"Life moves pretty fast. If you don't stop and look around once in a while, you could miss something." Ferris Bueller
Who is Laurie Jordan?
Laurie Jordan, MSW, E-RYT 500, RCYT is a social worker turned yoga instructor and children’s book author sharing her unique expertise to provide insight and special solutions to her students.
With over 15 years of teaching experience and thousands of hours of trainings tucked under her mat, Laurie teaches slow, steady and strong vinyasa classes that are breath-centric and smartly sequenced to counter the fast and furious pace of life. Sequencing starts off slow and builds to a strong and steady rhythmic flow. Slow, steady, and strong wins the race!
But slow and steady doesn't have to be boring and lame! On the contrary, her classes combine her playful sense of humor and laid back approach with years (and years) of experience as both a student and a teacher to make the whole experience feel like a 75 minute celebration for the body, mind and spirit.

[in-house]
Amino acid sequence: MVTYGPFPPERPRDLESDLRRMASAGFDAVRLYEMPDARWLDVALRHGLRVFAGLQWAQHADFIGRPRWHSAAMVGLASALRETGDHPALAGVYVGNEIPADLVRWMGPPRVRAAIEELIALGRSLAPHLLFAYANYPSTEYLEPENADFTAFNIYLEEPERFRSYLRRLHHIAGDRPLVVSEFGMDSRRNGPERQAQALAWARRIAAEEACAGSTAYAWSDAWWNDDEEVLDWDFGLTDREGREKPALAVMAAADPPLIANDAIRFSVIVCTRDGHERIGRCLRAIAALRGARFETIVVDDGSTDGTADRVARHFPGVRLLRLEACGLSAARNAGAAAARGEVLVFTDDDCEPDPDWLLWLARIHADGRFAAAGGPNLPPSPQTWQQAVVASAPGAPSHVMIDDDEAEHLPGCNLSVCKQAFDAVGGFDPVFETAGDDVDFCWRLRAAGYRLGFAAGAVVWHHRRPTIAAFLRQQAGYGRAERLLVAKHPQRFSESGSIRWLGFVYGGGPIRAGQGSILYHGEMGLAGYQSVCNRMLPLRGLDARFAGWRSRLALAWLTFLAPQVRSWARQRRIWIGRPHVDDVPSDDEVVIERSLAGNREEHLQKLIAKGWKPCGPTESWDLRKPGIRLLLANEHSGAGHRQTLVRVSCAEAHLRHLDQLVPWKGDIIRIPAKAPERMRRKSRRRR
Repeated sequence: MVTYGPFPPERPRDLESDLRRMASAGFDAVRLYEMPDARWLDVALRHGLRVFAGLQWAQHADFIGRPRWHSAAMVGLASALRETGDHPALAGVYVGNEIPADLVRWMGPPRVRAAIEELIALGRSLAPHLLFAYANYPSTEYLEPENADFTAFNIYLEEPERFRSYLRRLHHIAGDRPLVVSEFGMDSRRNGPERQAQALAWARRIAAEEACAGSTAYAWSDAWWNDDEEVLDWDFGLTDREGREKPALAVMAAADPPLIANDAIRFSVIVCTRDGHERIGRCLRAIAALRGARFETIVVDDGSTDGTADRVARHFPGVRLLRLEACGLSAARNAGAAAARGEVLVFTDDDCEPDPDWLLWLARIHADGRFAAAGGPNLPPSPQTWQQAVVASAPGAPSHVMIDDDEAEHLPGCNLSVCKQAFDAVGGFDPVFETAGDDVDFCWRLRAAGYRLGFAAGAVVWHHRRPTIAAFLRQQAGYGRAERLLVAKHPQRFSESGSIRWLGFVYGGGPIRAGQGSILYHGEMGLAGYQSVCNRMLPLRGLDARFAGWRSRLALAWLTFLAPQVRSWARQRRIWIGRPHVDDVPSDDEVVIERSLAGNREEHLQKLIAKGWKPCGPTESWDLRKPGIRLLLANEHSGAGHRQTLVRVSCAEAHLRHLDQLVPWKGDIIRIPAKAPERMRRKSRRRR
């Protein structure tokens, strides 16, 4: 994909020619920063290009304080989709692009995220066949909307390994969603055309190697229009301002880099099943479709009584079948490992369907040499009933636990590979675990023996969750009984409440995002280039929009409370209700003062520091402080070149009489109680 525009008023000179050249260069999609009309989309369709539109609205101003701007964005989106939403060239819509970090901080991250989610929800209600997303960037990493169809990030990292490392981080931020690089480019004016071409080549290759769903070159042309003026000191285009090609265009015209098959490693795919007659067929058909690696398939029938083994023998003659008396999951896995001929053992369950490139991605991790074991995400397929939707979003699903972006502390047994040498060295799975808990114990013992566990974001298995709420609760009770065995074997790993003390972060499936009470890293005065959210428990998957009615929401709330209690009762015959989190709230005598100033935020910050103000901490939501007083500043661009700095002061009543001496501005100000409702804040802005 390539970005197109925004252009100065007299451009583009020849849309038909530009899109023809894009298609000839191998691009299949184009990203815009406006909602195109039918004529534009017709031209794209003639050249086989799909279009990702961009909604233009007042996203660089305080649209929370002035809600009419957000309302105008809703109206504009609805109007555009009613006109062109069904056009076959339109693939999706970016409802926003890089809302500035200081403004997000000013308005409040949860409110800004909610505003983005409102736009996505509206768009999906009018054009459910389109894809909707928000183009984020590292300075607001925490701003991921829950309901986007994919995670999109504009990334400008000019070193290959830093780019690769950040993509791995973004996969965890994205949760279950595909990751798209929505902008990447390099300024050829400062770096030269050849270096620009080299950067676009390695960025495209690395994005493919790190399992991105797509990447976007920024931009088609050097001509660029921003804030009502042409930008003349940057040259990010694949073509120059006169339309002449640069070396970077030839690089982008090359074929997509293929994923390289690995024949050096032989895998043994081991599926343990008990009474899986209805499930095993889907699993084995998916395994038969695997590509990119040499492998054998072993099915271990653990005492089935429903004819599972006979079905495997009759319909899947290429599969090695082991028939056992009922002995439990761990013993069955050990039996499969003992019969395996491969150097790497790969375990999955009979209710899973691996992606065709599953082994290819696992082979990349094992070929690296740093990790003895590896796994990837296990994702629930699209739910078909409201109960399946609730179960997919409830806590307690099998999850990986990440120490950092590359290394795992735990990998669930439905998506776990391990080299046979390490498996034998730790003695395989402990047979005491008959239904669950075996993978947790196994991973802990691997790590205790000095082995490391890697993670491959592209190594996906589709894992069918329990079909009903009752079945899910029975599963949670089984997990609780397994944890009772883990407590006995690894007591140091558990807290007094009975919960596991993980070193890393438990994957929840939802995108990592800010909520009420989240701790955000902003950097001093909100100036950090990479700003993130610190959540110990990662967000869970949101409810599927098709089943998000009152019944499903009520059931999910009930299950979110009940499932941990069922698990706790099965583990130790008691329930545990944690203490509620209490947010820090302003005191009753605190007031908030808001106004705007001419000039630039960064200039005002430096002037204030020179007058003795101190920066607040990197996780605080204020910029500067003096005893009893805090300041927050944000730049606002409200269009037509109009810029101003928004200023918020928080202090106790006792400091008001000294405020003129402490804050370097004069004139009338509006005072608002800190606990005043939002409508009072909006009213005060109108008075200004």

In addition to her signature slow, steady and strong vinyasa classes, Laurie also offers therapeutically oriented yoga to meet the multidimensional needs of her students. This gentle, breath-centered yoga practice empowers students to go inward, get quiet and listen to their bodies in order to discover their inherent ability to heal and live life well.
While Laurie works with folks of all ages, she has a soft spot for kids, knowing that good habits start young. After teaching yoga to thousands of kids and training hundreds of instructors in the specialty of kids' yoga, Laurie decided to write YAWNING YOGA to help families conquer bedtime jitters and soothe the restless child.
But experience aside, what sets Laurie apart is her ability to relate and connect with students in a way that makes them feel safe, comfortable, completely at ease—and eager to return to their mats again and again!!
She has been featured in the Chicago Tribune, Well and Good NYC, Mind-Body-Green, Yoga Journal, Working Mother, Greenwich and Westport Magazines and she shared her expertise as a contributing writer for Elephant Journal.